Home   /   Blog  /  Gallery  /  Interviews  /  Reviews  /  Home  /   Cosa Nuestra Collective Sparks a Latino Cultural Movement And Emboldens Latinos at Epic New York City Event

Cosa Nuestra Collective Sparks a Latino Cultural Movement And Emboldens Latinos at Epic New York City Event

Cosa Nuestra Collective Sparks a Latino Cultural Movement And Emboldens Latinos at Epic New York City Event


[NEW YORK, NY – APRIL 24, 2017] – Cosa Nuestra, a collective of wildly talented Latino creatives, brought their groundbreaking cultural platform to New York City this past weekend for an unforgettable night of music, cuisine and libations that left guests and participants with a renewed sense of pride and appreciation for what it means to be Latino. Building off of a name inspired by legendary musician and Fania-All-Stars salsa icon Willie Colon’s album “Cosa Nuestra”, Spanish for “Our thing,” is a collective that banded together last year with the intention of showcasing the best of all things Latino. Their goal; to combat anti-Latino narratives through the elevation of Latino music, art, and cuisine.

The 2017 rendition of their annual New York City event delivered this and more. Hundreds of guests, who were a part of an exclusive invite-only guest list, stood in a lengthy line in high-anticipation of the event outside of the Dobbin St. venue. Rooted in the history of the drum, the event was set to celebrate Afro-Latino culture.

Guests were welcomed by bomba-influenced Jazz sounds played by ÊMINA, an all female trio hailing from Puerto Rico. An assortment of complimentary vanguard cocktails mixed by Leslie Cofresi and Roberto Berdecia from La Factoria–an acclaimed cocktail bar on the island—were served throughout the night.

Nuyorican poet, MC, actor and singer Flaco Navaja took to the microphone to tell the story of the drum, starting in Africa, and ending with contemporary salsa.

“I have never experienced an energy of this scale in my life. The goal of elevating our Latino culture was more than accomplished.” Manolo Lopez, founder of the event said. “It was a night filled with emotion where we led the audience on a journey from the roots of Latino history to the present and it uplifted, and united us—i’m grateful to carry my flag and stand proud alongside all of the outstanding individuals who came and those all of those who made this event happen.”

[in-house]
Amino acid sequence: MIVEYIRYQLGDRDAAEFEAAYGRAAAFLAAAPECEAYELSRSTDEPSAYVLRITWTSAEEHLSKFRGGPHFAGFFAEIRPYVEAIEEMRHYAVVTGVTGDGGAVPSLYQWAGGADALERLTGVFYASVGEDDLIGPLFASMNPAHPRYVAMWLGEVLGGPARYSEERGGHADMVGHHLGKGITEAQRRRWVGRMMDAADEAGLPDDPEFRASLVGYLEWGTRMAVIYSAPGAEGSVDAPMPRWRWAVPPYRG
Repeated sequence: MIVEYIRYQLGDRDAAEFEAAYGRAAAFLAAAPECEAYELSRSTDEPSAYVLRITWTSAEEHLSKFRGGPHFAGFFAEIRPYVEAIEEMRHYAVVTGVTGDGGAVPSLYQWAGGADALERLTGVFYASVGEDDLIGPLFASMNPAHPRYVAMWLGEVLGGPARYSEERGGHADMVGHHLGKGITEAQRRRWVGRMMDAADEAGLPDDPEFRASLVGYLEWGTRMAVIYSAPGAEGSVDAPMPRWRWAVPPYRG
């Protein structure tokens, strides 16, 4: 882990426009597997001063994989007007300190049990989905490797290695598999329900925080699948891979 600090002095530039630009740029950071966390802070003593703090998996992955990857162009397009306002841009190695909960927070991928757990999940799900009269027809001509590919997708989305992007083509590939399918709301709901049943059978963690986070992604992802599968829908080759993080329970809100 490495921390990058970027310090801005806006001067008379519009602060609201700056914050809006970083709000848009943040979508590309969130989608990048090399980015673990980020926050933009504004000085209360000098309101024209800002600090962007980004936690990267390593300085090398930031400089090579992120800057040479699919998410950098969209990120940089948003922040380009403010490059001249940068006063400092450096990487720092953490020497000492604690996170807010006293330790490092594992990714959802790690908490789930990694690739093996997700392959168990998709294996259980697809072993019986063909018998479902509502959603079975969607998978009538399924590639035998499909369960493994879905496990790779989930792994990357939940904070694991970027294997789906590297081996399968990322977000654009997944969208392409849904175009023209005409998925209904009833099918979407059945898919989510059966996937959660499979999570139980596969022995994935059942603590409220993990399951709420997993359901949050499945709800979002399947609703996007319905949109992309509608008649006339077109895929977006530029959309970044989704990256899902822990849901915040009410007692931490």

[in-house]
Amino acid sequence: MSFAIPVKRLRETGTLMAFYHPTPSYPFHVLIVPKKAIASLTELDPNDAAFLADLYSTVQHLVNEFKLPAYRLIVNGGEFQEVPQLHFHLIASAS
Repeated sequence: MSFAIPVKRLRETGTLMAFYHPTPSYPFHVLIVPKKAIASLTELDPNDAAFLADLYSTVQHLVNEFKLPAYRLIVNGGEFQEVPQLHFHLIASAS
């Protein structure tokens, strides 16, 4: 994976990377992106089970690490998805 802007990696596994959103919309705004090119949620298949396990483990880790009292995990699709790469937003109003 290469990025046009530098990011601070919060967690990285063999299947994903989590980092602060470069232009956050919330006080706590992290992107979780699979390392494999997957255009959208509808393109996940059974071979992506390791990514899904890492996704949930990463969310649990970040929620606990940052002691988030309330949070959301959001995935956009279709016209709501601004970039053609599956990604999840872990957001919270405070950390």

Headlined by emerging electro-rumba group IFÉ, who gave their first-ever New York City performance after recently releasing their debut album—the night was led by the spirit of the drum, an instrument that has long stood for liberation in slave and Latino communities. Ilu Aye, a New York City based rumba group followed, and opened the floor for bomba dancers from the audience to engage in a movement-based conversation with the drum. Art Director Pedro Adorno entered the crowd alongside a group of stilt-dancers and ‘cabezudos’ or large paper mache characters to delight the crowd with a carnival inspired performance.

An illustrative menu of appetizers with a modern take on Puerto Rican classics were served as displays of masks and art moved through the crowd. Acclaimed Puerto Rican chefs including Maria Mercedes, Ibrahim Sanz, Guillermo López and Esteban Muñizprepared succulent offerings including alcapurrias stuffed with saffron rabbit, duck breast smoked with lareño coffee, lobster sandwichitos de mezcla, tripleta empanadas and more.

The program closed with an epic salsa jam session played by New York City’s top Latin music musicians–a group handpicked especially for this event. Producers Manolo López and Tita Garcia, and their supporting staff put together a night that could easily be deemed the top New York City Latino gathering of the year. The Cosa Nuestra Collective plans to globalize their platform moving forward. They are just getting started and have big plans for more dynamic events in the near future.

NaN
Editor rating
Total ScoreNaN

Tags

Related Article